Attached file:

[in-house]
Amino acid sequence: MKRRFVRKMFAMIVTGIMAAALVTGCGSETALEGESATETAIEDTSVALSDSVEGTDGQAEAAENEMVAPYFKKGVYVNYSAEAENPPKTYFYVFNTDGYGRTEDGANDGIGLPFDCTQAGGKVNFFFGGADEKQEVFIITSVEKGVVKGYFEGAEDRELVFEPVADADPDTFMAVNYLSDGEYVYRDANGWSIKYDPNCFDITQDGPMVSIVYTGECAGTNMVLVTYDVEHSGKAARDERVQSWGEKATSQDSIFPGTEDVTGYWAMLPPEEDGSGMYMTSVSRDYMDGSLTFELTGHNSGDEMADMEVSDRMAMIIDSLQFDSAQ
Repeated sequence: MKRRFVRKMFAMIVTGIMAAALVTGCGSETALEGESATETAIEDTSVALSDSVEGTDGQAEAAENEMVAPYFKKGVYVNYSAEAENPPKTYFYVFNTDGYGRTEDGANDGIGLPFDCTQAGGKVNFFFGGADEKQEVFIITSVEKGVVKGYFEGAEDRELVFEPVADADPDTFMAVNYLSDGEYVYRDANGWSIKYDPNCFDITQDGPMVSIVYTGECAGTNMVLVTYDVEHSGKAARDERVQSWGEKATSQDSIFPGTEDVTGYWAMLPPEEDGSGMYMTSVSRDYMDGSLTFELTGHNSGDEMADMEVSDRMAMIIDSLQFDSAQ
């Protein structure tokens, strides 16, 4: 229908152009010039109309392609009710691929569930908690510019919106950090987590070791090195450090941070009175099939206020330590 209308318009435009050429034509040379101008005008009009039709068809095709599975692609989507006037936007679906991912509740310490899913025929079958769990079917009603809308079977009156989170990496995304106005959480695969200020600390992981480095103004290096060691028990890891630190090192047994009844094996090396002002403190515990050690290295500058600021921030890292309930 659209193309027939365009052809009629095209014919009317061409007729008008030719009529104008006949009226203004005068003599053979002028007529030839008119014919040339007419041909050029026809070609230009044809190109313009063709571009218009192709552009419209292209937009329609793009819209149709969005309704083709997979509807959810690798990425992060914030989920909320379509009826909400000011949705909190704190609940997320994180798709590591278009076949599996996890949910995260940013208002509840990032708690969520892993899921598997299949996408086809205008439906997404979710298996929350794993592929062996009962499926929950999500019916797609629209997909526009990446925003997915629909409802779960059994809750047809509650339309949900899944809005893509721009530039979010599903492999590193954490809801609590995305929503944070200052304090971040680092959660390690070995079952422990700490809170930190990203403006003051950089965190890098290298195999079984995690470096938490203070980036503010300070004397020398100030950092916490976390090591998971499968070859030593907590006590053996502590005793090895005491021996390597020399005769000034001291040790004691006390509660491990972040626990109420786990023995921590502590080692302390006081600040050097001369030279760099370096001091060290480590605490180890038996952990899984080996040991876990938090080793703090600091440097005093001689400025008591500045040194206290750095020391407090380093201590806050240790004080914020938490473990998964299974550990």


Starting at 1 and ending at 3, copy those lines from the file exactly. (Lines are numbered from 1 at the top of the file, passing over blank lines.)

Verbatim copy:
[in-house]
Amino acid sequence: MKRRFVRKMFAMIVTGIMAAALVTGCGSETALEGESATETAIEDTSVALSDSVEGTDGQAEAAENEMVAPYFKKGVYVNYSAEAENPPKTYFYVFNTDGYGRTEDGANDGIGLPFDCTQAGGKVNFFFGGADEKQEVFIITSVEKGVVKGYFEGAEDRELVFEPVADADPDTFMAVNYLSDGEYVYRDANGWSIKYDPNCFDITQDGPMVSIVYTGECAGTNMVLVTYDVEHSGKAARDERVQSWGEKATSQDSIFPGTEDVTGYWAMLPPEEDGSGMYMTSVSRDYMDGSLTFELTGHNSGDEMADMEVSDRMAMIIDSLQFDSAQ
Repeated sequence: MKRRFVRKMFAMIVTGIMAAALVTGCGSETALEGESATETAIEDTSVALSDSVEGTDGQAEAAENEMVAPYFKKGVYVNYSAEAENPPKTYFYVFNTDGYGRTEDGANDGIGLPFDCTQAGGKVNFFFGGADEKQEVFIITSVEKGVVKGYFEGAEDRELVFEPVADADPDTFMAVNYLSDGEYVYRDANGWSIKYDPNCFDITQDGPMVSIVYTGECAGTNMVLVTYDVEHSGKAARDERVQSWGEKATSQDSIFPGTEDVTGYWAMLPPEEDGSGMYMTSVSRDYMDGSLTFELTGHNSGDEMADMEVSDRMAMIIDSLQFDSAQ